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Website helps United States Latinos connect with relatives in Mexico

Posted by Elena del Valle on November 1, 2007

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Photos: FindRelativesInMexico.com

Since it was established 18 months ago, Chula Vista, California based FindRelativesInMexico.com has worked with 3,000 United States residents wanting to make contact with relatives in Mexico. Founded and owned by Richard Villasana, the website business relies on staff in the United States and Mexico. FindRelativesInMexico.com has worked with attorneys for child custody cases with a parent living in Mexico, foster agencies, and child services from around the country.

Since the website was redesigned recently by Juan Carlos Garcia, a Mexican graphic artist, there has been an increase in visitors from Mexico of more than 300 percent. The site is so popular with Spanish speakers a Spanish language version of the website is in the works.

“Soon, clients will be able to present their information, have it evaluated and be presented with the service that best fits their research level of ease or difficulty for under $40. We have taken our experience from working with over 3,000 clients and are preparing to launch a new system that will walk clients through the research process,” said Villasana.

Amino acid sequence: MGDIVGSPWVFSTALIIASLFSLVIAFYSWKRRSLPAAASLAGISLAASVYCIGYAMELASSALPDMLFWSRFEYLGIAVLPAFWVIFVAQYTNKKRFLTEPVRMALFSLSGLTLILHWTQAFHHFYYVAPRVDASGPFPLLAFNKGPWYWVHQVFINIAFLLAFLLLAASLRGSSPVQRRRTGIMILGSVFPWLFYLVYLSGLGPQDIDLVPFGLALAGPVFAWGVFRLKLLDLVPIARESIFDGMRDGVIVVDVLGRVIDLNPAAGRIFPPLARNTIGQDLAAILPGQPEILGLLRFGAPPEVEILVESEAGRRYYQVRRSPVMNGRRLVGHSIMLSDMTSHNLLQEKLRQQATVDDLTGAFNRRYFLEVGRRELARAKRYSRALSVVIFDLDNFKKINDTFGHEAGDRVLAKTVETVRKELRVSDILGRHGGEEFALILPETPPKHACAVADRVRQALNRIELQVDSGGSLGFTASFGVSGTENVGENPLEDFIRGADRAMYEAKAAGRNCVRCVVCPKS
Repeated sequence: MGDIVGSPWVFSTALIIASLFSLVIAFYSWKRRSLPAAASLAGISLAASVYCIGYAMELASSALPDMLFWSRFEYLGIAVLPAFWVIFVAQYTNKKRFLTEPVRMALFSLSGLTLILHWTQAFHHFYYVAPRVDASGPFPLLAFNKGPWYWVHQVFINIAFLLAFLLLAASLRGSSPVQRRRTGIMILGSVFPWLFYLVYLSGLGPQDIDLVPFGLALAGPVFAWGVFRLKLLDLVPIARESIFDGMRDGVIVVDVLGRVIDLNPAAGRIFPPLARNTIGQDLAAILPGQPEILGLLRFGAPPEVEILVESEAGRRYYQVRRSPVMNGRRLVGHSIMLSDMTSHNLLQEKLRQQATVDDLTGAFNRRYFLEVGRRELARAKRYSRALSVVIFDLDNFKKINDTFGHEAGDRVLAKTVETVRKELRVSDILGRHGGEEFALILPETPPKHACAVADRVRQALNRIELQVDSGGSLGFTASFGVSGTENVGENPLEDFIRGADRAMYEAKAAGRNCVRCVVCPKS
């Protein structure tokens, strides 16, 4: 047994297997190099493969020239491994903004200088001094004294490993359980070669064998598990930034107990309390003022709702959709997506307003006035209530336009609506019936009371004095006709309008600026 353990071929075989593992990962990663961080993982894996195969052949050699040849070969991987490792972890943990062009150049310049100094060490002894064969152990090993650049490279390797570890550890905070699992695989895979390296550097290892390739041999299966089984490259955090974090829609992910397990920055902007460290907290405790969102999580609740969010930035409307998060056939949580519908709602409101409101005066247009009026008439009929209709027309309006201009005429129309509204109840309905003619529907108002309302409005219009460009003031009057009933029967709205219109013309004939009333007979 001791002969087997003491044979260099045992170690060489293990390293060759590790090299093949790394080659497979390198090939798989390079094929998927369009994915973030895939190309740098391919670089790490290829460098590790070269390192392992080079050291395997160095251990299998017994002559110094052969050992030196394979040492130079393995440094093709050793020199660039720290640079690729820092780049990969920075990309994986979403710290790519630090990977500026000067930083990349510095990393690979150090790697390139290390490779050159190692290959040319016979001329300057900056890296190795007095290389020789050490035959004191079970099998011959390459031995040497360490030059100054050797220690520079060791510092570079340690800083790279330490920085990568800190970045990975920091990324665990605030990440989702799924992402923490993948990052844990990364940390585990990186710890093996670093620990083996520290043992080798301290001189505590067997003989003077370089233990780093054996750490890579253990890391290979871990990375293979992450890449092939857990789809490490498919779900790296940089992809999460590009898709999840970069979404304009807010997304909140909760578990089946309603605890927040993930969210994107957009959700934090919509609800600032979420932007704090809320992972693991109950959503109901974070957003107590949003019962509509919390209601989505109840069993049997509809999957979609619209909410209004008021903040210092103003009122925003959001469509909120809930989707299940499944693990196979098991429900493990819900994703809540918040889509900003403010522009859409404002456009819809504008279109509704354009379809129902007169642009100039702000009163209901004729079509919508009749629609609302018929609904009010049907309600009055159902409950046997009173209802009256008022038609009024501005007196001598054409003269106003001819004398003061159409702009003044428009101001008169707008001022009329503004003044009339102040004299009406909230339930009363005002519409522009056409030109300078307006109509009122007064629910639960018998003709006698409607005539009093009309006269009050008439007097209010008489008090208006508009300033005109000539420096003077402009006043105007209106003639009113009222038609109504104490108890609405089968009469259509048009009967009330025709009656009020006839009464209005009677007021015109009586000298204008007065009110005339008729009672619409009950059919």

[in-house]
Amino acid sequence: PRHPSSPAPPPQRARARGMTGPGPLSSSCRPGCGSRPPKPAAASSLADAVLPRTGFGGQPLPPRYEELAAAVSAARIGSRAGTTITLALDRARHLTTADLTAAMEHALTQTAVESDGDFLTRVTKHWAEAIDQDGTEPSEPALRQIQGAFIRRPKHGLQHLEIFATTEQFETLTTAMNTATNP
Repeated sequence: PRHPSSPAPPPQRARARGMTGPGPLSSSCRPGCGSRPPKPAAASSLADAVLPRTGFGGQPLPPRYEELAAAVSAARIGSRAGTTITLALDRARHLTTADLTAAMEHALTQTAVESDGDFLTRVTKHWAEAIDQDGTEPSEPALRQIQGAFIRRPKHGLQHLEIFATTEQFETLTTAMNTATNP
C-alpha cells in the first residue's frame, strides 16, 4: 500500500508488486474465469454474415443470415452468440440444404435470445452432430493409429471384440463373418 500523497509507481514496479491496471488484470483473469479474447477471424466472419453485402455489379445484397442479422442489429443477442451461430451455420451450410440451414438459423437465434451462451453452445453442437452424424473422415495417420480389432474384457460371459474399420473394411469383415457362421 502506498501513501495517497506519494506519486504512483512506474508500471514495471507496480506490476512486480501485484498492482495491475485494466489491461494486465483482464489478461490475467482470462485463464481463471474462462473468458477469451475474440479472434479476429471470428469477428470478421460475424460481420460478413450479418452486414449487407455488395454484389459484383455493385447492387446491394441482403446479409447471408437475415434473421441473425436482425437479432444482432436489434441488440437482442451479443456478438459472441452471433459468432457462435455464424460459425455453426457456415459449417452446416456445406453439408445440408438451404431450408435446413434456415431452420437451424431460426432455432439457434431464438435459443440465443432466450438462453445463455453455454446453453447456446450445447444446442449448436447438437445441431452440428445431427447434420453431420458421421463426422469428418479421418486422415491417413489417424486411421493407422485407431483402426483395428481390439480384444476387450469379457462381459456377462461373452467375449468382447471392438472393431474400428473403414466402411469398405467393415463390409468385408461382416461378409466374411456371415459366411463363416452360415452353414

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Richard Villasana, owner, FindRelativesInMexico.com

“One of the greatest challenges facing people is not knowing what information they must have and then how to apply it. With the new system clients will only spend about ten minutes entering needed information compared to non-clients who spend months, even years searching with no guidance and no results. Clients will know the probability of successfully finding a person. For clients with complex issues, they will get the professional consulting needed to be reunited with someone in Mexico.” 

Services range from $127 to $257 depending on the information clients provide on the person they want to find. The company researches records in Mexico to identify the person or a relative. Research varies from each case although most require access to government records that are not digitized. Average time for a search is about two weeks.

According to Villasana, finding a relative may be the key to locating a particular person. Relatives are often able to provide missing information on the person sought, especially in cases where the person has moved to another part of Mexico. Villasana is a professional speaker and president of The Mexico Guru. He authored The Insider’s Guide to Doing Business in Mexico.


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